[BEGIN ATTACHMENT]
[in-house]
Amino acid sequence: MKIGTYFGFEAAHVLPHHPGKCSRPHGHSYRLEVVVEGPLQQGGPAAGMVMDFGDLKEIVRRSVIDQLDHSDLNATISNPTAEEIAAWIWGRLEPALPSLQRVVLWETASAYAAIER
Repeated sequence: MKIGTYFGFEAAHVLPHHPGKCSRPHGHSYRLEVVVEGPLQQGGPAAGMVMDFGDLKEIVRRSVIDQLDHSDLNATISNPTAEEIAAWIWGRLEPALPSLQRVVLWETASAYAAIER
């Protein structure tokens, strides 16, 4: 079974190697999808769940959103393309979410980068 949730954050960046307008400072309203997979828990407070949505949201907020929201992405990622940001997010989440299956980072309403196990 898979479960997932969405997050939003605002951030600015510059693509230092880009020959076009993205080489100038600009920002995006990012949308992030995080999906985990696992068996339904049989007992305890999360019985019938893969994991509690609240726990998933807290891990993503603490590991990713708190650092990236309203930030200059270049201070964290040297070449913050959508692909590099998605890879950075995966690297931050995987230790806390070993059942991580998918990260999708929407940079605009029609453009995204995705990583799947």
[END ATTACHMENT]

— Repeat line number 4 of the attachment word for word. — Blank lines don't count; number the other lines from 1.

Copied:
């Protein structure tokens, strides 16, 4: 079974190697999808769940959103393309979410980068 949730954050960046307008400072309203997979828990407070949505949201907020929201992405990622940001997010989440299956980072309403196990 898979479960997932969405997050939003605002951030600015510059693509230092880009020959076009993205080489100038600009920002995006990012949308992030995080999906985990696992068996339904049989007992305890999360019985019938893969994991509690609240726990998933807290891990993503603490590991990713708190650092990236309203930030200059270049201070964290040297070449913050959508692909590099998605890879950075995966690297931050995987230790806390070993059942991580998918990260999708929407940079605009029609453009995204995705990583799947």